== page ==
While an instructive tour of the horror that is Bobby Goldsboro, it only references in passing what the author refers to as the "annus mirabilis" of 1974. And that, friends is the mother lode, the money shot, the greatest repository of dire that I know.
"Let's go back, let's go back, let's go back to way back when."
--Aretha Franklin, "Think"
Do you remember? The President was reeling, gas prices were soaring and waves of pessimism were threatening to engulf the land. It even seems vaguely familiar today. But AM radio was not yet the province of Rush and his shout show acolytes, and stations like my old hometown favorite, WNAM, were spinning the top hits. And what a cavalcade it was. Just let the soundtrack play in your mind.
Seasons in the Sun
Billy, Don't Be a Hero
The Night Chicago Died
Having My Baby
Rock Me Gently
Life is a Rock (But the Radio Rolled Me)
My Girl Bill
Midnight at the Oasis
Hooked on a Feeling (the "Ooga Shocka" Blue Swede version, not B. J. Thomas)
Are you wincing yet? It was a strange and wondrous time, when novelty artists like Jim Stafford and Ray Stevens, who are now safely confined in Branson, ruled the airwaves. It was a time when a Catholic nun (Sr. Janet Meade) could ride the charts with a bad, discofied version of the Lord's Prayer, followed immediately on the WNAM playlist with "Having My Baby" and, if you were lucky, the "Bertha Butt Boogie." I remember getting on the phone with my brothers to call the WNAM studios, pestering the d.j.'s to play Cheech & Chong's "Sister Mary Elephant," because, apparently, we weren't satisfied that the music they were playing was sufficiently strange.
It would be worth studying, I suppose, the convergence of forces that turned an entire summer over to an ocean of novelty tunes. And it is worth remembering that 1974 was also the year of Eric Clapton's comeback album, 461 Ocean Boulevard, and Dylan's masterwork Blood on the Tracks, among other things. Sometimes the Zeitgeist blows strangely. Sometimes, it just blows.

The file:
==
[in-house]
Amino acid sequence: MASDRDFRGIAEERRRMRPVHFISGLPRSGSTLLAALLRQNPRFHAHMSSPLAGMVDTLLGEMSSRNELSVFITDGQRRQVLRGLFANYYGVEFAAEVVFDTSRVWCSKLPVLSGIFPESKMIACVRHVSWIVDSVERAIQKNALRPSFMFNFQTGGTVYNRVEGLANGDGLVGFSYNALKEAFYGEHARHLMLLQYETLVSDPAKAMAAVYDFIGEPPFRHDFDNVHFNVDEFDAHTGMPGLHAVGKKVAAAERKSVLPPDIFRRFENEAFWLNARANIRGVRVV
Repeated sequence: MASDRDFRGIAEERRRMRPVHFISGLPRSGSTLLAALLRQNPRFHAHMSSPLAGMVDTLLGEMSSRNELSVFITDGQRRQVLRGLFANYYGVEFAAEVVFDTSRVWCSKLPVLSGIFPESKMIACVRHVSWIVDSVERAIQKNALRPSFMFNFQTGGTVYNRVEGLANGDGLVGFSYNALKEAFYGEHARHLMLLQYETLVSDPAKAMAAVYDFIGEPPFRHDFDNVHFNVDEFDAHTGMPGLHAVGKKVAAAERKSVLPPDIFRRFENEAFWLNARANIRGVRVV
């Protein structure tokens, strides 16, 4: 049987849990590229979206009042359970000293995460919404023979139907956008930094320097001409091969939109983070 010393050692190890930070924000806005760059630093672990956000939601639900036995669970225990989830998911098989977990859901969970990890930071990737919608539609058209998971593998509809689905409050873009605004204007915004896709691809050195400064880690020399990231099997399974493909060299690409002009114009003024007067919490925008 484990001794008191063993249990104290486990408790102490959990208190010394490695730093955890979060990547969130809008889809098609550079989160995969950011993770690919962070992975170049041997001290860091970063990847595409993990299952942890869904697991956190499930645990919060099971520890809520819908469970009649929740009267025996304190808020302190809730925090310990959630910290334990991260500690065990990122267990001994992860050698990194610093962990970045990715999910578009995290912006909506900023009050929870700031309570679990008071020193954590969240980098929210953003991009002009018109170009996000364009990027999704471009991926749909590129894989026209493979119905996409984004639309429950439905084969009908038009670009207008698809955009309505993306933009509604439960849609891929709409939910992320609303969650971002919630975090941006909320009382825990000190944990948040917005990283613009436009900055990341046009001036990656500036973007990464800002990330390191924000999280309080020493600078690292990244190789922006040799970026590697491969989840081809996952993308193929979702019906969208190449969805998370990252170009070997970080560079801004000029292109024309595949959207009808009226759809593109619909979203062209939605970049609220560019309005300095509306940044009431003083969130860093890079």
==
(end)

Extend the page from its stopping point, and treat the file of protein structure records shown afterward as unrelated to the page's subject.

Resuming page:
Saturday, April 19, 2008
Friday, April 18, 2008
Thursday, April 17, 2008
Wednesday, April 16, 2008
The Pope made one thing very clear: he does not view faith as a private matter. During the question and answer session with the bishops, he was asked about "a certain quiet attrition" caused by Catholics distancing themselves quietly and gradually from attendance at Mass and identification with the Church. His answer was pretty interesting. I've given you the full answer, which makes this a pretty long quotation (and post), but I've highlighted the "money quotes."
Certainly, much of this has to do with the passing away of a religious
culture, sometimes disparagingly referred to as a "ghetto", which reinforced
participation and identification with the Church. As I just mentioned, one of
the great challenges facing the Church in this country is that of cultivating a
Catholic identity which is based not so much on externals as on a way of
thinking and acting grounded in the Gospel and enriched by the Church's living
The issue clearly involves factors such as religious individualism and
scandal. Let us go to the heart of the matter: faith cannot survive unless it is
nourished, unless it is "formed by charity" (cf. Gal 5:6). Do people today find
it difficult to encounter God in our Churches? Has our preaching lost its salt?
Might it be that many people have forgotten, or never really learned, how to
pray in and with the Church?
Here I am not speaking of people who leave the Church in search of
subjective religious "experiences"; this is a pastoral issue which must be
addressed on its own terms. I think we are speaking about people who have fallen